After the yo-yo portion was recorded, I was approached for a second interview on how I was so talented on the Chinese yo-yo, which, umm… I honestly wasn’t, but because I am an American who had just picked up the sport, it was pretty impressive. They then moved on to the Chinese top acts, which I had no place in because I actually had zero talent in Chinese top.  An hour had passed as I watched these little town children, flawlessly execute impressive top tricks, only wishing I was as skilled as they were. Performance can be exhausting, thus when the medley concluded with one last top trick, a lunch of fried oyster mushrooms, fresh bamboo shoots with Kewpie mayonnaise, bitter melon with salted egg, and leafy vegetables was served for all the hungry performers. All plates were later emptied of their food, and classes resumed as usual.




Taiwan Day 3: A Long Hike Up

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Overlook of Miaoli

Up a narrow, winding, steep road, a farmer’s pick up truck propelled vigorously with me and a few other people in the back. The back of the truck, open to the outside world, with no buckle and nothing to hold on to. It was as scary as it sounds. There were multiple times when I felt my body about to fling out the back and onto the road, but I gripped on for dear life to the tiny ledge of the truck. Exhilarating and terrifying at the same time, the ride was one thing I would never forget and I was bummed out when it came to an end once we reached the top of a mountain in Miaoli. During the ride, the lady driving hollered to us in the back, informing us that riding in the back of the truck was illegal, so immediately we tensed up a bit. However in a nonchalant tone, she calmed us down and told us not to worry because all the farmers ride in the back, and that this area of Miaoli is so rural that police officers do not care at all. No rules. No regulations. I was really enjoying life here!

As our muscles burned from trekking up steep roads and sweat beads rolled down our skin, the beauty of Miaoli took my breath away. The view was so satisfying because there was more green than concrete, not yet dominated by human greed. No engines could be heard, no car horns, and the slight flutter of butterfly wings next to my ear was soothing. Feeling lethargic, we finally reached the top, where a beautiful Buddhist temple was located. A couple monks wandered around, minding their own business as we went into the temple, scanned the complex art and architecture, and said a few words of prayer.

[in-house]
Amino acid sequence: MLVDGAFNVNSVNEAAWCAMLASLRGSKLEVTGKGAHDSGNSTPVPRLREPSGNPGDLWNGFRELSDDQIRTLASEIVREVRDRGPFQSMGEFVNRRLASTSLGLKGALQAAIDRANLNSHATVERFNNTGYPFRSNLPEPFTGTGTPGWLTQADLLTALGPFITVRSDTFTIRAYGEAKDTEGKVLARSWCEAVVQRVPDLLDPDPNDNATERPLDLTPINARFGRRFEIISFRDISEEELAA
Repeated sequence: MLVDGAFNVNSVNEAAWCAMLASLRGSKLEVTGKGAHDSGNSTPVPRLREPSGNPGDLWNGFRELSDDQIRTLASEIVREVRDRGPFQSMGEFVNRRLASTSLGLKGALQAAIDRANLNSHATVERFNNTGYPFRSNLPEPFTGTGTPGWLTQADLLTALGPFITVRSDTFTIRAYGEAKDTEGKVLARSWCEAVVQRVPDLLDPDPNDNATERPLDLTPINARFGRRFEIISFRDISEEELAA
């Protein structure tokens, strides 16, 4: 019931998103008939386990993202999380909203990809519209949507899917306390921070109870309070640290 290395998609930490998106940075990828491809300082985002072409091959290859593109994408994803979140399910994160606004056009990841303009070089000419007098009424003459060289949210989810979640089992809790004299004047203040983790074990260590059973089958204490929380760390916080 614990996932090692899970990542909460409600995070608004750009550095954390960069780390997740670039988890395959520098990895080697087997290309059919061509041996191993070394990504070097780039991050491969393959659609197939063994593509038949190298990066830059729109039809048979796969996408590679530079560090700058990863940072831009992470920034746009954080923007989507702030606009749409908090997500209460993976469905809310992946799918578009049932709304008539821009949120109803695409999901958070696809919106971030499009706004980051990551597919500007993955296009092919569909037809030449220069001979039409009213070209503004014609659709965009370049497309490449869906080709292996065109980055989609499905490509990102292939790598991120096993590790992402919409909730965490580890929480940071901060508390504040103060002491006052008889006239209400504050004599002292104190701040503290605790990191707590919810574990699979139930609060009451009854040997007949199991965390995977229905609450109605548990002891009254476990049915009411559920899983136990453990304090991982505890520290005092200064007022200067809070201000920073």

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Overlook of Miaoli

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Sink on the roadside

The temple overlooked a big area of farms and houses all in between colossal mountains. Great gusts of wind swept through the trees around us, making a hollow, howling sound and hummingbirds zoomed past, visiting one flower to another. After a calm hour of appreciating nature’s gifts, we made the less-tedious hike down the steep roads, running speedily and holding our arms out parallel to mimic an airplane. We acted like innocent children, competing who could run down faster, and it was insanely dangerous but we were too caught up in the moment to even care about our safety. There were a few close calls when a car drove up as we charged head on to it, but in the end no one got hurt.

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Suspension bridge

Once we returned to the farmers truck, we plopped into the back and prepared to become jello, swaying along with the truck’s motion. On our way back, we stopped at a small food stand and 7-11 to purchase lunch items, which included a typical Chinese lunch box for around $2 and a waffle ice cream sandwich to cool ourselves down. The Chinese lunch boxes were nothing exceptional, but the simplicity of its contents was so satisfying and delicious. All it was was tasty and convenient authentic food for a low cost. Our box contained Taiwanese cabbage, preserved black beans, chicken, pickled celery, dried tofu, sausage, and a hard-boiled egg. We consumed the contents quickly and returned to the elementary school, relaxing for the rest of the day.

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Caramel ice cream waffle

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Broke College Student #6: 4 Ingredient Vegan Overnight Oats

Broke College Student, food, healthy

My intention for going to Target was to purchase party supplies for my friend’s birthday, but damn does Target know how to do business. I immediately walked and saw to my left their extremely aesthetic dollar section filled with pastel colors, gold calligraphy words, and vintage looking items, all for $5 or less. I always ignore the snacks or little toys, but there was a section of mason jars and glass spice containers that caught my attention, and they were only $3. How do I even pass on such a deal? Deciding that mason jars are too large for my food portions, I selected the pack of 4 small spice jars for $3 with the idea of testing overnight oats. Several years ago I made overnight oats and thought it was the grossest thing ever, until after self-reflection I realized I made “48 hour oats” rather than “overnight oats”. I despised the mushiness of the oats as I wondered why overnight oats were even a thing, like do people like eating mush? But that was my mistake. Do NOT soak your oats for over 7-9 hours, it’ll be disgusting.